Near St. Peter in Nicollet County, Minnesota — The American Midwest (Upper Plains)
Welcome to Traverse des Sioux
Early French and English explorers named this waterway the St. Pierre (St. Peter) River. In 1852 the territorial legislature petitioned the U.S. government to change the river's name to Minnesota — a Dakota word meaning cloudy water.
Near this site at one time was a shallow, hard-bottomed river crossing. The Dakota Indians called it Oiyuwege, meaning "the place of crossing." French explorers renamed it Traverse des Sioux, or "crossing place of the Sioux." The exact location of the crossing is now not known.
The Dakota Indians, known to outsiders as the Sioux, have lived in this place for centuries. The Eastern branch of the Dakota Nation, also known as the Santee, includes the Mdewakanton, Wahpekute, Wahpeton, and Sisseton bands.
First, native people gathered here to hunt game and exchange goods and information. By 1700 they were joined by Europeans who came to this area to trade guns, cloth, and other products the Dakota wanted for furs. Over the next 150 years, traders and Indians did business with each other at Traverse des Sioux, swapping news, ideas, and customs as well as trade items.
By 1851 settlers in the newly established Minnesota Territory were pressing hard to open Indian lands for settlement. In a treaty signed here that year, the Sisseton and Wahpeton bands of the Dakota sold most of southwestern Minnesota — some 21 million acres — to the government for about 7.5 cents per acre. The sale triggered a land rush. By 1853 this historic meeting place had become the town of Traverse des Sioux. But, like hundreds of other towns in the Territory, it soon failed. The site was farmed until 1969, when it was turned into a state park. In 1973, in recognition of its unique significance, Traverse des Sioux was listed on the National Register of Historic Places and designated a state historic site.
Traverse des Sioux
Erected by the Minnesota Historical Society. Funding provided by the
Marker series. This marker is included in the Minnesota Historical Society marker series.
Location. 44° 20.969′ N, 93° 57.032′ W. Marker is near St. Peter, Minnesota, in Nicollet County. Marker can be reached from the intersection of North Minnesota Avenue (U.S. 169) and Dodd Avenue (State Highway 22), on the right when traveling north. Touch for map. Marker is at a kiosk along an interpretive trail that is adjacent to the Nicollet County Historical Society Treaty Site History Center. Marker is at or near this postal address: 1851 North Minnesota Avenue, Saint Peter MN 56082, United States of America.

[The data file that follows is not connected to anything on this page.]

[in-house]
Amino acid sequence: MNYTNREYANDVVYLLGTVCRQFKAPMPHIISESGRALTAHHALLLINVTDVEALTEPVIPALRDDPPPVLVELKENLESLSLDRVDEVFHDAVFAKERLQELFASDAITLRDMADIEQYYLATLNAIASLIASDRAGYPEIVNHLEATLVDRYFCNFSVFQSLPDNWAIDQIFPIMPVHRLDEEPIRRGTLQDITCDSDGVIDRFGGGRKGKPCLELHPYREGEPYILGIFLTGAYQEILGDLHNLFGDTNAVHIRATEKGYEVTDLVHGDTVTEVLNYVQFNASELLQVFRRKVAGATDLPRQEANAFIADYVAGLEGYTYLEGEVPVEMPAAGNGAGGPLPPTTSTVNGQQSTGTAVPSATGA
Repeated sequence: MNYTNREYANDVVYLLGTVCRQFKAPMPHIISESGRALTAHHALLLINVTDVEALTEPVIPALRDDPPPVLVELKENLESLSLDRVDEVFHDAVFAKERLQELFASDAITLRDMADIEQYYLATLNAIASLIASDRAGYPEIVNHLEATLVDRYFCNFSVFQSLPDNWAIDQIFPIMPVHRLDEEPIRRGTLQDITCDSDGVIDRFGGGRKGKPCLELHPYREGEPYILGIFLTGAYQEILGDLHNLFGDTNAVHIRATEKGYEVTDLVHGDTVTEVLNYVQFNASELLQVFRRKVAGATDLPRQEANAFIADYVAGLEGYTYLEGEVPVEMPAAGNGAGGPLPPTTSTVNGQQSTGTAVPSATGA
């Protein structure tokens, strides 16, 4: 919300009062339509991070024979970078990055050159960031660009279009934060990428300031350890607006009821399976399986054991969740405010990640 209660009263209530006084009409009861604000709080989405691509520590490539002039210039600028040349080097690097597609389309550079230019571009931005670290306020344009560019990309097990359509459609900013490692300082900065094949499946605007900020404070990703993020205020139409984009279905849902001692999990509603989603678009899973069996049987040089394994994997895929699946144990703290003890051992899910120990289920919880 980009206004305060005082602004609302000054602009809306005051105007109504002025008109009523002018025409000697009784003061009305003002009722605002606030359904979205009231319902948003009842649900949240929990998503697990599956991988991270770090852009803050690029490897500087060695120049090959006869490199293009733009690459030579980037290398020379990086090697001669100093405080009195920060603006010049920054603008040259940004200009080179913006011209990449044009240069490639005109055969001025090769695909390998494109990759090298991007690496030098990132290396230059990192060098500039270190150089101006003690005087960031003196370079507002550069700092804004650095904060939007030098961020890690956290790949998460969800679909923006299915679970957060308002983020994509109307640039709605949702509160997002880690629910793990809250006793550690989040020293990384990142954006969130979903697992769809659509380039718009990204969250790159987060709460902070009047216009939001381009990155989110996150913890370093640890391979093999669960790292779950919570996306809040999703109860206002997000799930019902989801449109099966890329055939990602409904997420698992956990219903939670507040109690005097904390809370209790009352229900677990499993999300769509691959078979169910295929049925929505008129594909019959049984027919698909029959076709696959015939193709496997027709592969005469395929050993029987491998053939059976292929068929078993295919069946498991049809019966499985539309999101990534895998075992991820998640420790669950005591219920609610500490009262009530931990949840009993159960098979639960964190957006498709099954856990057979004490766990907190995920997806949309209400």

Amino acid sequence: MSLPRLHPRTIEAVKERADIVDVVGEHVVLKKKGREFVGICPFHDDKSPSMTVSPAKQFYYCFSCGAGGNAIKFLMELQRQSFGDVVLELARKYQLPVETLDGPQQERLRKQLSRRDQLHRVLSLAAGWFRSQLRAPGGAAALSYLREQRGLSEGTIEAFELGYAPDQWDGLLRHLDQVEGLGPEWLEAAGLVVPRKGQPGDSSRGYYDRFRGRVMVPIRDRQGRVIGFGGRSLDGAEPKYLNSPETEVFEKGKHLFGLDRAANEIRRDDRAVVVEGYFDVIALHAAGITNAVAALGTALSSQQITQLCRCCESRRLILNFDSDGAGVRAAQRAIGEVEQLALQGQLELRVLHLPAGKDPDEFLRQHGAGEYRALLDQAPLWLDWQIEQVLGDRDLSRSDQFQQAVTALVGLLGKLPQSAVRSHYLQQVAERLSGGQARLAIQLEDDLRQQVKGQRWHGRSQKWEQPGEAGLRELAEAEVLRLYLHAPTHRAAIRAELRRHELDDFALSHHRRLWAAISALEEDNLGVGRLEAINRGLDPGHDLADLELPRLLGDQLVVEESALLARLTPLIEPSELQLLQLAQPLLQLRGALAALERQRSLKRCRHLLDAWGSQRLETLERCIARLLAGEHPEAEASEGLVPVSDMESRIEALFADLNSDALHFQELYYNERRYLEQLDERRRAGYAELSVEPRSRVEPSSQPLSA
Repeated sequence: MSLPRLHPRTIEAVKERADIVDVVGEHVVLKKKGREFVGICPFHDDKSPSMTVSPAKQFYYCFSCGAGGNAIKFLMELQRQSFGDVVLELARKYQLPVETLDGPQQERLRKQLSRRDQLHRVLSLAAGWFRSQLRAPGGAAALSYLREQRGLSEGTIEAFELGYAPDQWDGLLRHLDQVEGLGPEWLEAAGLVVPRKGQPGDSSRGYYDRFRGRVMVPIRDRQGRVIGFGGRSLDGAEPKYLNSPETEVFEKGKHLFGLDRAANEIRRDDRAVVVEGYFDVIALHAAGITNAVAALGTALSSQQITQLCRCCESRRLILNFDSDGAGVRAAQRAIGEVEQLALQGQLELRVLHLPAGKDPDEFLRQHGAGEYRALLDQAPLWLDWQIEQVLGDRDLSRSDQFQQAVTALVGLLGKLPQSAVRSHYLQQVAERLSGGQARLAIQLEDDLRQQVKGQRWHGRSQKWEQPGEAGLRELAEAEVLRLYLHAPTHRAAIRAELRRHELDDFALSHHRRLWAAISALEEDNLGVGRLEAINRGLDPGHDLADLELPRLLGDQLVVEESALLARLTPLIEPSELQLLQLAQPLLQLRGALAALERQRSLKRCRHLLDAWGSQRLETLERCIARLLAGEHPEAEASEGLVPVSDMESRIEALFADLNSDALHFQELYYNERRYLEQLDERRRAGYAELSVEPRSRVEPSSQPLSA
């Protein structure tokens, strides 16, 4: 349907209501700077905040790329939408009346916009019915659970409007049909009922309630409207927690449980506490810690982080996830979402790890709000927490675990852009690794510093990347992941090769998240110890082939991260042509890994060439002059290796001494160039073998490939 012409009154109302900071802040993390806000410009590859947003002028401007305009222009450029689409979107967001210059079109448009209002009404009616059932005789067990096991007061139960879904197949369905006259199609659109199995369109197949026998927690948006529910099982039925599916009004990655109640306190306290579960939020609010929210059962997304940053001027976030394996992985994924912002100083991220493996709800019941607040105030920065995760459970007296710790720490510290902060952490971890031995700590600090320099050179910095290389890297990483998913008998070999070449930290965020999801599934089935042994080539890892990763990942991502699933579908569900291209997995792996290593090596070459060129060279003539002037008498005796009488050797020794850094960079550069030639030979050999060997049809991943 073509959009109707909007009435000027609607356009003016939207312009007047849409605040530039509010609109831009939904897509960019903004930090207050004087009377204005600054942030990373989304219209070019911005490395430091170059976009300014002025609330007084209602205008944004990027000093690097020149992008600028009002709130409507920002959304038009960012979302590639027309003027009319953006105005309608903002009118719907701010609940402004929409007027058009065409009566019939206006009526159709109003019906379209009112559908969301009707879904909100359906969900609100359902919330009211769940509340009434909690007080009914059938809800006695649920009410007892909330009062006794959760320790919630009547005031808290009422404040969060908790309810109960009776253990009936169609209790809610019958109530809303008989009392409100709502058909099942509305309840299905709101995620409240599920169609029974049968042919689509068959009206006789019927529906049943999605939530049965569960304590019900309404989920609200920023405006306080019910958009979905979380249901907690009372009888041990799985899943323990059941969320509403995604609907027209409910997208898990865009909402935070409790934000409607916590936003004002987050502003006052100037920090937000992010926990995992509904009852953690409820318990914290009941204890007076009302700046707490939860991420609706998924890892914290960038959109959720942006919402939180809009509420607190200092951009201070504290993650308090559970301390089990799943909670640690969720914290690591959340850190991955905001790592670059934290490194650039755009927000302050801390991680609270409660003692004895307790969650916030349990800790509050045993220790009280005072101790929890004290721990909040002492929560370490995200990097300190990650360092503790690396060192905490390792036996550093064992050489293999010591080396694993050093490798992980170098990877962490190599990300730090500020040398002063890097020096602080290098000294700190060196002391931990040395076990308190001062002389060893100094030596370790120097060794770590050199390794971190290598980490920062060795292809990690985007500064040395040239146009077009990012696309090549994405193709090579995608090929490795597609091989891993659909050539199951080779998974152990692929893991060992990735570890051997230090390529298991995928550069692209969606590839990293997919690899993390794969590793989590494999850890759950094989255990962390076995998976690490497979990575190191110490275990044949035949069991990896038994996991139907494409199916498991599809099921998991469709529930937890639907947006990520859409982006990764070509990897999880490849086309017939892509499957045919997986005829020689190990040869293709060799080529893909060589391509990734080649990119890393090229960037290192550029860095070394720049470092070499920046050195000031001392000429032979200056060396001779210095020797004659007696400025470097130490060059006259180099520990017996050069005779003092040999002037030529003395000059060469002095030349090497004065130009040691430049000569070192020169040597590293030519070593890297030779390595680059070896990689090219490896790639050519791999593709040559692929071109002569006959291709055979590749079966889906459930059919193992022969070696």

Other nearby markers. At least 8 other markers are within walking distance of this marker. A Minority in Their Homeland (within shouting distance of this marker); Traverse des Sioux (within shouting distance of this marker); "Only a Memory Now" (within shouting distance of this marker); Land-Seas (about 400 feet away, measured in a direct line); Archaeology (about 400 feet away); Ministering to the Dakota (about 600 feet away); Ecakensdonyapi (about 600 feet away); The Rush for Land (approx. 0.2 miles away). Touch for a list and map of all markers in St. Peter.
More about this marker.
• Seth Eastman, Buffalo Hunt, 1846-48
• Seth Eastman, The St. Peter's River near Its Confluence with the Mississippi, 1848
• Alfred Sully, View of Traverse des Sioux, 1856. Courtesy Beinecke Library, Yale University
• Francis Davis Millet, The Signing of the Treaty of Traverse des Sioux, 1905
Also see . . .
1. Treaty of Traverse des Sioux. Minnesota Historical Society. (Submitted on December 1, 2014.)
2. Treaty of Traverse des Sioux. Wikipedia entry. (Submitted on December 1, 2014.)
3. Traverse des Sioux. Wikipedia entry. (Submitted on December 1, 2014.)
Categories. • Exploration • Native Americans • Settlements & Settlers • Waterways & Vessels •
Credits. This page was last revised on June 16, 2016. This page originally submitted on December 1, 2014, by Keith L of Wisconsin Rapids, Wisconsin. This page has been viewed 217 times since then. Photos: 1, 2, 3, 4, 5, 6. submitted on December 1, 2014, by Keith L of Wisconsin Rapids, Wisconsin.